Emperor: The Perfect Penguin is a celebration of one of the world's most charismatic creatures. In temperatures that can reach -50°C with 150 km/h winds, the emperor penguins' ability to survive and thrive is nothing short of astounding. Over the past nine years, award-winning photographer Sue Flood has journeyed to remote Antarctic penguin colonies to capture the birds in their native home.
Sue Flood's respect for her subjects emanates from every page. From the poignant sight of an egg abandoned on the sea ice, to majestic shots of emperor penguins returning from the sea and heart-warming photos of chicks clustering together for warmth, every shot explores a new angle of life in this remote and ice-crusted world.
As well as following the difficult journey of the penguins across the sea ice, Emperor: The Perfect Penguin narrates the hardships that must be endured to catch the perfect photograph. Sue's behind-the-scenes experiences prove that it is only with patience, endurance, and several thermal layers that one can capture magical moments on Earth's most inhospitable continent.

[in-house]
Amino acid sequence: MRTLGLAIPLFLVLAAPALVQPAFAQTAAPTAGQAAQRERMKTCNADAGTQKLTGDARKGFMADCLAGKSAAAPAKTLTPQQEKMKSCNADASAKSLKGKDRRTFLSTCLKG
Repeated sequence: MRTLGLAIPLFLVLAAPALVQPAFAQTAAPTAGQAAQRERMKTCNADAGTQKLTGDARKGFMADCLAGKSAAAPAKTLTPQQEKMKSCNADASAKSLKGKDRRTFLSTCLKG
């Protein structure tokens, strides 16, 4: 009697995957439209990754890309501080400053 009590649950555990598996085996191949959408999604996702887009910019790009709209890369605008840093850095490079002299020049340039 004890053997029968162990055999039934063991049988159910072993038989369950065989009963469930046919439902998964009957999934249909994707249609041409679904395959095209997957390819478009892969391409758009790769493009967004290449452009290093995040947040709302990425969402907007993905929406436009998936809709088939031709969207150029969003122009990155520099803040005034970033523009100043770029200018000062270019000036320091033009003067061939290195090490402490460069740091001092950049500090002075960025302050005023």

Sue Flood spent 11 years with the BBC Natural History Unit, working on series including The Blue Planet and Planet Earth, as well as the Disney nature movie Earth. She left the BBC to concentrate on her photography and was taken on by Getty Images. Emperor is Sue's second book. The project reunites the award-winning team of photographer Sue Flood, Roz Kidman-Cox (BBC Wildlife magazine, BBC Books) and designer Simon Bishop (Time Out, BBC Wildlife magazine). Sue's first book, Cold Places, won an award in the Best Nature Book category from the International Photography Awards, 2011. One of the only women in her field, Sue has won numerous accolades, including Travel Photographer of the Year, International Photographer of the Year, International Garden Photographer of the Year and International Conservation Photography Awards (Best of Festival), and a Royal Photographic Society Silver Medal. Sue has taken approximately 50 trips to the Arctic and Antarctic so far.